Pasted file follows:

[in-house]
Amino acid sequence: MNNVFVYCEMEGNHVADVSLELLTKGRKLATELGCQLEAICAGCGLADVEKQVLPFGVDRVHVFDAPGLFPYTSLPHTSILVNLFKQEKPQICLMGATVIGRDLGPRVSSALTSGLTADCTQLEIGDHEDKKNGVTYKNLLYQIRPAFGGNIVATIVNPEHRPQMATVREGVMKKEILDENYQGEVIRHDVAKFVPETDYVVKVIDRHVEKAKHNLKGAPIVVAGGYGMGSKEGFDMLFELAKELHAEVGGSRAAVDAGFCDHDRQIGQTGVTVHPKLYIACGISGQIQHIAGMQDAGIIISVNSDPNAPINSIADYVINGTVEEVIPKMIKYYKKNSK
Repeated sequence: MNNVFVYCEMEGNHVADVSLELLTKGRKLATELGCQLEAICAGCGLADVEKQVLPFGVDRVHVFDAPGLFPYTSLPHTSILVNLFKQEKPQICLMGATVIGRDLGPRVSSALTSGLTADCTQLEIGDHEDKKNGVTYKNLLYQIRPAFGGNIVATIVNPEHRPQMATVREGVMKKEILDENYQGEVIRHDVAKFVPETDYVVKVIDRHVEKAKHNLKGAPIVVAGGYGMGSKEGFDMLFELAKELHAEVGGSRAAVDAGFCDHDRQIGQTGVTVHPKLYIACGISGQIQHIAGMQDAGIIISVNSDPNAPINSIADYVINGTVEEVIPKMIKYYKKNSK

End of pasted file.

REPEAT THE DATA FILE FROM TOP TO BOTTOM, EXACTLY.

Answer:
[in-house]
Amino acid sequence: MNNVFVYCEMEGNHVADVSLELLTKGRKLATELGCQLEAICAGCGLADVEKQVLPFGVDRVHVFDAPGLFPYTSLPHTSILVNLFKQEKPQICLMGATVIGRDLGPRVSSALTSGLTADCTQLEIGDHEDKKNGVTYKNLLYQIRPAFGGNIVATIVNPEHRPQMATVREGVMKKEILDENYQGEVIRHDVAKFVPETDYVVKVIDRHVEKAKHNLKGAPIVVAGGYGMGSKEGFDMLFELAKELHAEVGGSRAAVDAGFCDHDRQIGQTGVTVHPKLYIACGISGQIQHIAGMQDAGIIISVNSDPNAPINSIADYVINGTVEEVIPKMIKYYKKNSK
Repeated sequence: MNNVFVYCEMEGNHVADVSLELLTKGRKLATELGCQLEAICAGCGLADVEKQVLPFGVDRVHVFDAPGLFPYTSLPHTSILVNLFKQEKPQICLMGATVIGRDLGPRVSSALTSGLTADCTQLEIGDHEDKKNGVTYKNLLYQIRPAFGGNIVATIVNPEHRPQMATVREGVMKKEILDENYQGEVIRHDVAKFVPETDYVVKVIDRHVEKAKHNLKGAPIVVAGGYGMGSKEGFDMLFELAKELHAEVGGSRAAVDAGFCDHDRQIGQTGVTVHPKLYIACGISGQIQHIAGMQDAGIIISVNSDPNAPINSIADYVINGTVEEVIPKMIKYYKKNSK